I Need to Get Ready!
One fine school morning, Dylan didn’t get up.
I made his breakfast and lunch as always, and waited for the inevitable clamoring down the stairs like thunder-hooves.
It didn’t happen.
I waited for the door to be thrust open, for the slamming of the bathroom door, for the stomping and drawer shutting and other sounds of a boy who waited too long to get out of bed. But none of those sounds happened, either.
Shane came downstairs. “What’s wrong with Dylan?”
“I don’t know,” I said. “I guess he didn’t wake up.”
Dylan has been warned many, many times that I would not wake him up if he slept through his alarm. That’s why he has not one, not two, but three alarm clocks.
Apparently, he didn’t use them on this day.
I slammed the door – hard – when I left to take Shane to school, in hopes that this might jar Dylan awake. Half an hour later I came home, and Dylan was still asleep.
At 9 a.m. – two hours after Dylan should have caught the bus – I finally texted Dylan: “I guess you’re not going to school today.”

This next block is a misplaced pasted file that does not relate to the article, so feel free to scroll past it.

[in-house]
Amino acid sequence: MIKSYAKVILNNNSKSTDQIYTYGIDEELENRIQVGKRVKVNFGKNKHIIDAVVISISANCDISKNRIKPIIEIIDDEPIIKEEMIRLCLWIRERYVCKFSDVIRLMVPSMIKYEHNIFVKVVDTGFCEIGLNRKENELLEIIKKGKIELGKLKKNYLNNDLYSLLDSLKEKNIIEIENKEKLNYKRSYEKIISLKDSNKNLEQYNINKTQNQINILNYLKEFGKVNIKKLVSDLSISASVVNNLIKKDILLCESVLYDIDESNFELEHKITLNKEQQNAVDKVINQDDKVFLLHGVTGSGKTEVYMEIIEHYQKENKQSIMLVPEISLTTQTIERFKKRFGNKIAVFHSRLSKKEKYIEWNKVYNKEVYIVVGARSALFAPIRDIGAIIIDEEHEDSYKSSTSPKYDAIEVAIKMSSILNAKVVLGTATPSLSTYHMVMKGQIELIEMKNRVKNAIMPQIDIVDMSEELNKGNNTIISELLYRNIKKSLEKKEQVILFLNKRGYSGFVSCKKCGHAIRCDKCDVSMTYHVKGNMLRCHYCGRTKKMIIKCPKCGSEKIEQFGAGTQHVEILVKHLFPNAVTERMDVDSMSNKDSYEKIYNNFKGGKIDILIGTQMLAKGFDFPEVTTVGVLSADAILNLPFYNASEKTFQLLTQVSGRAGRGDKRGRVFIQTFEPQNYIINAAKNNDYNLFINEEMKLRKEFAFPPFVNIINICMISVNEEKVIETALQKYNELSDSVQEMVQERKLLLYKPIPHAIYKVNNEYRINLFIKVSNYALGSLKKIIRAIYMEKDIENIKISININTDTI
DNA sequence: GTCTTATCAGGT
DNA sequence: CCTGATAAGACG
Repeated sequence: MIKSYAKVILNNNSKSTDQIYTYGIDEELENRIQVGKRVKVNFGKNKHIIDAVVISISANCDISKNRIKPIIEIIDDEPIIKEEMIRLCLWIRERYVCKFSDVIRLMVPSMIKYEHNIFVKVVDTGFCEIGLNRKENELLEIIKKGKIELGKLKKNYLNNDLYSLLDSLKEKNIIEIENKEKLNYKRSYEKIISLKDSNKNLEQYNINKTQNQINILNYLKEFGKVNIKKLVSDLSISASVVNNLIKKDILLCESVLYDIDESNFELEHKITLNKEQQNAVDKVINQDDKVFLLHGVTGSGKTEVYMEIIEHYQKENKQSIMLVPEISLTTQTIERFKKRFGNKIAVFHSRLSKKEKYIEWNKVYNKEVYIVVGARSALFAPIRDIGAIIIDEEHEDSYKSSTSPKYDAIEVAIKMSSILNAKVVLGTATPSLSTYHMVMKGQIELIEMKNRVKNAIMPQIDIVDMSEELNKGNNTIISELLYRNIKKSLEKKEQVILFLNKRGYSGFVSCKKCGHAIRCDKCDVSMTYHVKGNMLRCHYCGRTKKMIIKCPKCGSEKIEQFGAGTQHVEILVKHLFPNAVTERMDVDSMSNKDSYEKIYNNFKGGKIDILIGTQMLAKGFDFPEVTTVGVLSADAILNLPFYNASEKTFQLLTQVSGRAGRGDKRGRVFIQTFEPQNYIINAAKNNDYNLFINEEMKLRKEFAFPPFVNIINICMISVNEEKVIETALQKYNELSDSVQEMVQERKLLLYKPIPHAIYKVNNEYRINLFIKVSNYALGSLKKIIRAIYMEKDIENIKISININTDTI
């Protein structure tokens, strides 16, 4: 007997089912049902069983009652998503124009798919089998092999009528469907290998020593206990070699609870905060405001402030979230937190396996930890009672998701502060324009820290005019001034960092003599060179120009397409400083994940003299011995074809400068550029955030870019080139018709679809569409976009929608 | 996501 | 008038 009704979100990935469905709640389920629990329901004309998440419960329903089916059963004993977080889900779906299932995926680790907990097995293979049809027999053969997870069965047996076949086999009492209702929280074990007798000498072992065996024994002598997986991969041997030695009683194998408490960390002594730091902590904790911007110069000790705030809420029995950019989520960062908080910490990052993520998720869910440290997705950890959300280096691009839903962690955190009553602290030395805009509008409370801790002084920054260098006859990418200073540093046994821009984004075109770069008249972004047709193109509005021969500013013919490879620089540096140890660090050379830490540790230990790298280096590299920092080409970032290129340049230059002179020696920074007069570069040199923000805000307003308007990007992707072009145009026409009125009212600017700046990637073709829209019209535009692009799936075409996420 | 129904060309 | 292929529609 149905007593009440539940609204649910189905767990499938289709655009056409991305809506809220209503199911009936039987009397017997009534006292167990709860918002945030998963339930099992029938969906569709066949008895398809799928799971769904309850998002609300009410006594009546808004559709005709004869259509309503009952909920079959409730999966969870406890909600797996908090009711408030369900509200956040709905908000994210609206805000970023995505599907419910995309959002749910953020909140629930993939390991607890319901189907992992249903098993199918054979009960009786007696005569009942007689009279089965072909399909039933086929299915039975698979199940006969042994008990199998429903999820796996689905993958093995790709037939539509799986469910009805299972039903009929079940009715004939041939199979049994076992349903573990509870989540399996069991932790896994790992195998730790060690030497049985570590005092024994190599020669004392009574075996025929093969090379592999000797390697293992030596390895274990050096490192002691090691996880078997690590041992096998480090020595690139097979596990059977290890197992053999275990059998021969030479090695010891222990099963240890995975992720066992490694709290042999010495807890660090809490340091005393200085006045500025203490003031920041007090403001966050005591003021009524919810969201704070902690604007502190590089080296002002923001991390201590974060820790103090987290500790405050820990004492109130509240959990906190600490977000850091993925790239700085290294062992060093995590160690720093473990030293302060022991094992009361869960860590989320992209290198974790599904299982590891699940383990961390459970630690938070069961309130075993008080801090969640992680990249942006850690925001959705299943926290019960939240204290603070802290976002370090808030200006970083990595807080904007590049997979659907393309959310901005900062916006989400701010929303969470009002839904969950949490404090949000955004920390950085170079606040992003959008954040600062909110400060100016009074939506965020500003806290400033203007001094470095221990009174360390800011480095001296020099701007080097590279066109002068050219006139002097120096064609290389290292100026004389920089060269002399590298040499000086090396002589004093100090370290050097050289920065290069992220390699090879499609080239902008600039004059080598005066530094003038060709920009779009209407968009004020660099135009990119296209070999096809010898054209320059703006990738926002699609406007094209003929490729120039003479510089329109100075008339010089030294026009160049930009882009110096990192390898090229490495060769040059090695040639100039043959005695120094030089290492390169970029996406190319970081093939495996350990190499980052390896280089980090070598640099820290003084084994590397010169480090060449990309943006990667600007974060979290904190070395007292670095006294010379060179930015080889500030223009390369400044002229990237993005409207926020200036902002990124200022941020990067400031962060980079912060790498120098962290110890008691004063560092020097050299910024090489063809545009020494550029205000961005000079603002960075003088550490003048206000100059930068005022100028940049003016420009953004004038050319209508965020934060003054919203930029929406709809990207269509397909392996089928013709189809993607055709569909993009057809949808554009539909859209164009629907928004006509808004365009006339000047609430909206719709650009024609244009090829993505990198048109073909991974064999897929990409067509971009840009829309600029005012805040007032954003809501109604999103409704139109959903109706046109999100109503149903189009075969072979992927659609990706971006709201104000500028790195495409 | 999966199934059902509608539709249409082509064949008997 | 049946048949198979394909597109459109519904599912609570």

He burst forth from his room in less than a minute.
“I set my alarm! I don’t know why it didn’t go off!” he wailed. He was all askew.
“That’s why you have three alarms,” I said, folding the laundry carefully and speaking in my calmest voice.
“But I was sure that it would go off! I woke up at two o’clock in the morning just to make sure I’d set the alarm!”
“What do you want me to do about it?” I asked.
“I have to go to school!” He was standing there in his underwear.
“Well, you can’t go like that,” I said.
“I need to get ready!” he screeched.
“So get ready,” I said.
He raced off and got ready in ten minutes, like he always does. Then I drove him to school. He ate his breakfast in the car.
“I can’t do this for you tomorrow or the next day,” I told him. “I am working both days and I simply won’t be home to drive you to school.”
“I’m going to set three alarms, I guess,” he said, chugging his peanut butter and banana smoothie.
“Okay. And I’m picking you up at 3:00,” I reminded him. This is half an hour after school lets out. “You might want to talk to your first period teacher after school and see if you can make up any work you missed today.”
“I will,” he said.
Then he went inside.
I drove away, leaving him to face his own consequences.